South American, Sicán
Peru (North Coast)
Cup, A.D. 850-1050
Museum purchase

Copyright Notice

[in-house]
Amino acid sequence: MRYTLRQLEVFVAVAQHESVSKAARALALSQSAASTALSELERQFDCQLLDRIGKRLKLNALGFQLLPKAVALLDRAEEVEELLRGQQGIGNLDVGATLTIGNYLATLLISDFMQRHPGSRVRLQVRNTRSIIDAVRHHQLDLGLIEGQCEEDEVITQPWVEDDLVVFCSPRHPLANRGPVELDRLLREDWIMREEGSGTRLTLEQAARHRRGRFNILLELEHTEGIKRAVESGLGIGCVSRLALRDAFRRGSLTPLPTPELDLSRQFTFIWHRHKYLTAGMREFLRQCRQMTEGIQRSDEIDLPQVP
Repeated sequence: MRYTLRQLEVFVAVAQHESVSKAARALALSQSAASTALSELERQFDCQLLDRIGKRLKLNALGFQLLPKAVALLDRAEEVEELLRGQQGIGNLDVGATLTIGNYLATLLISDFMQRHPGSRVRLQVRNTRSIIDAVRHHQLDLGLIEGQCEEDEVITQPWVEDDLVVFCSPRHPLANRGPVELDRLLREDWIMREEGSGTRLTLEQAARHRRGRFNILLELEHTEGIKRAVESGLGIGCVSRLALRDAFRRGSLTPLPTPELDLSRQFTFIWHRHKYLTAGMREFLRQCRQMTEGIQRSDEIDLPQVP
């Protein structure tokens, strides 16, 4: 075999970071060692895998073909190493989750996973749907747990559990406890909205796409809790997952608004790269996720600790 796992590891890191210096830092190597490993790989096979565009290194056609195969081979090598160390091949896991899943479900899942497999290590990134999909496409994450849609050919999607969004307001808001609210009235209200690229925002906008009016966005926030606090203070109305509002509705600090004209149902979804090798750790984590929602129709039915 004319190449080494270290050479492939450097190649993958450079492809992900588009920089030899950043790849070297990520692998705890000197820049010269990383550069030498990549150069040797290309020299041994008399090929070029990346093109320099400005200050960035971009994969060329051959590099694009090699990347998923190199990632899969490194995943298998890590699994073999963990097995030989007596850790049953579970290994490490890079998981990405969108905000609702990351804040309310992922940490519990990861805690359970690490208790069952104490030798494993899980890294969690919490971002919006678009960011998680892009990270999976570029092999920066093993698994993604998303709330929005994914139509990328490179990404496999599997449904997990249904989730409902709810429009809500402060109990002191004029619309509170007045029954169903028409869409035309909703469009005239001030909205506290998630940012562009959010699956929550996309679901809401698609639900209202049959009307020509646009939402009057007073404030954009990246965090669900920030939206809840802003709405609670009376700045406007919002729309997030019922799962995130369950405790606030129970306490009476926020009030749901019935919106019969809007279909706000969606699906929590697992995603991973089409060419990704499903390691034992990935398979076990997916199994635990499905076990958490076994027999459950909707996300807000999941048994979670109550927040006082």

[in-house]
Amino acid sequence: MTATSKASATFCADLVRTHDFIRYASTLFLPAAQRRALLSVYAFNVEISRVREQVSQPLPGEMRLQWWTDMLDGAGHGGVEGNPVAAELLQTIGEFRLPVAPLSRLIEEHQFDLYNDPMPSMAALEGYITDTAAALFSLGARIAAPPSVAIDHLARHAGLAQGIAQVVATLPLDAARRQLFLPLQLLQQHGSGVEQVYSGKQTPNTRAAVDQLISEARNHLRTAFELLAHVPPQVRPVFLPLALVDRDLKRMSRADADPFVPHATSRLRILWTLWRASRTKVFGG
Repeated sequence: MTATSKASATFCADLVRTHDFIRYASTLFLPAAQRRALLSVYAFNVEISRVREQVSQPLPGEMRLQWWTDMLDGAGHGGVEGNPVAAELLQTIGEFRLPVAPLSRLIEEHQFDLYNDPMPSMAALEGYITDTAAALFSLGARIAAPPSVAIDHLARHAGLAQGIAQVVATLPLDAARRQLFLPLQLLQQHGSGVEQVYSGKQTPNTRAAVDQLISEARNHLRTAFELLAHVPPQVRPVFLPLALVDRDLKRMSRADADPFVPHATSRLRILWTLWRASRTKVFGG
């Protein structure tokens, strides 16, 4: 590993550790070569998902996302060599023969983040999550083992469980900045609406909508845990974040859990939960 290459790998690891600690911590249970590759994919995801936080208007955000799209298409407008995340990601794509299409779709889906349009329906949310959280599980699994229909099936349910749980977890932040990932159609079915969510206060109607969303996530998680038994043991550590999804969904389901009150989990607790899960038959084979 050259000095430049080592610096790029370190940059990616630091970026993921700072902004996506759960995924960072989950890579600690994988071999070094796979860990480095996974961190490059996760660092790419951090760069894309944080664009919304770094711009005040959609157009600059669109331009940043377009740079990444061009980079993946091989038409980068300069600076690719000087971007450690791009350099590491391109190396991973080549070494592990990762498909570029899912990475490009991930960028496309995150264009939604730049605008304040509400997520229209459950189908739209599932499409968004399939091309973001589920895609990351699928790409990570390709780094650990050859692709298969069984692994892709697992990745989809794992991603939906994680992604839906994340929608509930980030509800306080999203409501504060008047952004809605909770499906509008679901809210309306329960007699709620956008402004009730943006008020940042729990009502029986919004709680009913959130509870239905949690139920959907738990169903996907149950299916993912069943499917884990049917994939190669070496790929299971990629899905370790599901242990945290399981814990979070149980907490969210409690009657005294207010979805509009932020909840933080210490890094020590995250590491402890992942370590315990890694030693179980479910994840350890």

In the New World the art of metalworking first began in South America, where there are rich deposits of gold, silver, and copper. One of the earliest pieces of hammered gold found in the Peruvian highlands dates from 1500 B.C. Because of its rarity and associations with the sun, gold was reserved for nobility. The Sicán, who established cities along the northern coast of Peru in the late eighth century, buried their elite with large quantities of precious objects, including gold death masks and nested beakers. This cup was created from a single sheet of hammered gold, a favorite technique of the craftsmen of the region. Its central figure, the Lord of Sicán, is an ancient Andean icon associated with the sky deity. Here he is represented as a warrior and carries a spear in each hand.




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